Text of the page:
The family of 49-year-old Ronald Greene also released images of the SUV involved in the May 2019 crash — showing that the vehicle appeared to have sustained only minor damage to its driver’s side. The juxtaposition fueled calls for State Police to release body-camera footage of the chase and what the agency recently acknowledged was a “struggle” to take Greene into custody after he drove off the road in rural northern Louisiana near Monroe. State Police have declined to release the video or comment on the photos due to ongoing investigations of Greene’s death.
“These photos are atrocious,” said Eugene W. Collins, president of the Baton Rouge branch of the NAACP, who posted images of Greene's body on his Facebook page. “We have to believe that, from Day One, the Louisiana State Police were not honest with the public.”
The two graphic photos — which appear to have been taken in a medical setting and show apparent bruises and cuts to Greene’s face and scalp — were provided by his family and had previously been shared on their social media. Attorneys for Greene's family said the images were consistent with the injuries identified in an independent autopsy they commissioned. Portions of it provided to The Associated Press describe “blunt force injuries to the head/face; facial lacerations, abrasions, contusions” and multiple “scalp lacerations.”
Greene’s death, which the AP reported this week is now under federal investigation, has drawn new attention in recent months amid a national reckoning about racial inequality and police misconduct. Greene’s family filed a federal wrongful-death lawsuit in May alleging troopers “brutalized” Greene, used a stun gun on him three times and “left him beaten, bloodied and in cardiac arrest” before covering up his actual cause of death.
While more than a year has passed since the crash, the State Police have offered no public accounting of what caused Greene's death. A single-page police report released by the agency says the May 10, 2019, police pursuit ended when Greene crashed his vehicle.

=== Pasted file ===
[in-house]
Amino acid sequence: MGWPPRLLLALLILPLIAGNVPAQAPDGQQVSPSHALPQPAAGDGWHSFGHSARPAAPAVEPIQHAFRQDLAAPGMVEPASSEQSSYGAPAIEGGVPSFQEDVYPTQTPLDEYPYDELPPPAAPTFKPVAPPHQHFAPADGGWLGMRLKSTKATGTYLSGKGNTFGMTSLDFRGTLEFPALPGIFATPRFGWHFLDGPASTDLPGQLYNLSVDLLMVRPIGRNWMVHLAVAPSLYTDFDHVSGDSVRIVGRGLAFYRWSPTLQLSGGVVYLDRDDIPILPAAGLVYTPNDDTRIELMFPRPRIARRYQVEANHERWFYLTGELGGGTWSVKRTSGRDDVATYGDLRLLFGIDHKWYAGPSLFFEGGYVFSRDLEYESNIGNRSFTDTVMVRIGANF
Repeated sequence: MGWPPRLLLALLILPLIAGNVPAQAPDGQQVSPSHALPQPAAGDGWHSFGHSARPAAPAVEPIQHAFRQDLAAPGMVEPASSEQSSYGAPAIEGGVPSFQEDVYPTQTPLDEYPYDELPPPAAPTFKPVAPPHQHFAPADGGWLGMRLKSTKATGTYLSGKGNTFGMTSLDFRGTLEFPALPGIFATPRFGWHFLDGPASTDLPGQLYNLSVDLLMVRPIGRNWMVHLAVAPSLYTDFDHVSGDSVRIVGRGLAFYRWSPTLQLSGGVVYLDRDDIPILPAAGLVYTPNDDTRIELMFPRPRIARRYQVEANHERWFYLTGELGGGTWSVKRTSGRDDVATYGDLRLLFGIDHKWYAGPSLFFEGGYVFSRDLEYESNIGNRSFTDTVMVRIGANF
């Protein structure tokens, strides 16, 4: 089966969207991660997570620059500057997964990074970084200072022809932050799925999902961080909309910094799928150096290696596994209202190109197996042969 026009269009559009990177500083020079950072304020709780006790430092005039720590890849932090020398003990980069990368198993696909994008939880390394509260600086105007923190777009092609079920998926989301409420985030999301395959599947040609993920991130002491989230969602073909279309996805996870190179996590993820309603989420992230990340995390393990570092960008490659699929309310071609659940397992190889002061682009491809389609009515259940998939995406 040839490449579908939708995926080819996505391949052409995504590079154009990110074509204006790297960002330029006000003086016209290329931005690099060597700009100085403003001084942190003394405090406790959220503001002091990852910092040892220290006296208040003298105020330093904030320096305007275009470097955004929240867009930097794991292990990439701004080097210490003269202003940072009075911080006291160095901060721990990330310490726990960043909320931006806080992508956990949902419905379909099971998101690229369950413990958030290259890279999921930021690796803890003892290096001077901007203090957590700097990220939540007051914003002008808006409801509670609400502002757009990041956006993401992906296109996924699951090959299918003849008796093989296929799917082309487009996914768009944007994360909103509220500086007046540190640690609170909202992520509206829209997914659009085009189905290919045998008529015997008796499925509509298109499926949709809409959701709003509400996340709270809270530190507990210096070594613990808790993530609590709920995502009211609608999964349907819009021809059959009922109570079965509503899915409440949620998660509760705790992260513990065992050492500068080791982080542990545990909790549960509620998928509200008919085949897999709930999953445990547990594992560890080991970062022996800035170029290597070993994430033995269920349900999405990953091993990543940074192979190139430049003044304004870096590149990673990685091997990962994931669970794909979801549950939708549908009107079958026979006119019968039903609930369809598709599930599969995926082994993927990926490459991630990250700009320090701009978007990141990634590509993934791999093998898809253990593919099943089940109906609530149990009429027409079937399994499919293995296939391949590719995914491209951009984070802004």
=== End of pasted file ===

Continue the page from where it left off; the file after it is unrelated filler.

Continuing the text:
“Greene was taken into custody after resisting arrest and a struggle with Troopers,” the report says, adding Greene “became unresponsive” and died on the way to a local hospital. A crash report obtained by the AP says Greene failed to stop for an unspecified traffic violation and later drove off the road and into a ditch, striking a mailbox and a culvert. The vehicle later “struck a shrub/tree next to a private drive,” the report says.
The crash report — which State Police say is now itself part of a criminal investigation — says Greene was not wearing a seat belt and does not mention any use of force by troopers. Greene's family has said the authorities initially told them Greene died in the crash, but they began questioning that narrative after examining his body and the relatively minor damage to the vehicle.
“We were told that he died in a high-speed chase of head injuries after crashing into a tree,” Greene's mother, Mona Hardin, told the AP. “There was no major damage to the car.” The family's lawsuit says that Greene was taken to a nearby hospital and quotes an emergency room doctor who says law enforcement told him that Greene had been “involved in a fight” after the chase.
Greene’s death was ruled accidental and attributed to cardiac arrest, said Renee Smith, the Union Parish coroner who was not in office when that determination was made. Smith said her office’s file on Greene attributed his death to a car crash and makes no mention of a struggle with State Police.
Local prosecutors in Union Parish decided not to bring any charges against the responding troopers but referred the case to the U.S. Justice Department. The U.S. Attorney's Office in Shreveport confirmed the ongoing federal investigation but hasn't commented on its status.
Late Thursday, the FBI’s New Orleans field office issued a statement confirming it has opened a civil rights probe into Greene’s death “and will ensure that the investigation is conducted in a fair, thorough and impartial manner.”
The State Police, in an unusual move, opened an internal investigation into Greene's death on Aug. 25 — 474 days after the crash. The agency also recently placed on paid leave Master Trooper Chris Hollingsworth, one of six troopers who responded to the crash site. That action was taken Sept. 9 — the same day the AP submitted a public records request for State Police documents related to the case. It was not clear whether Hollingsworth had an attorney who could comment on his behalf.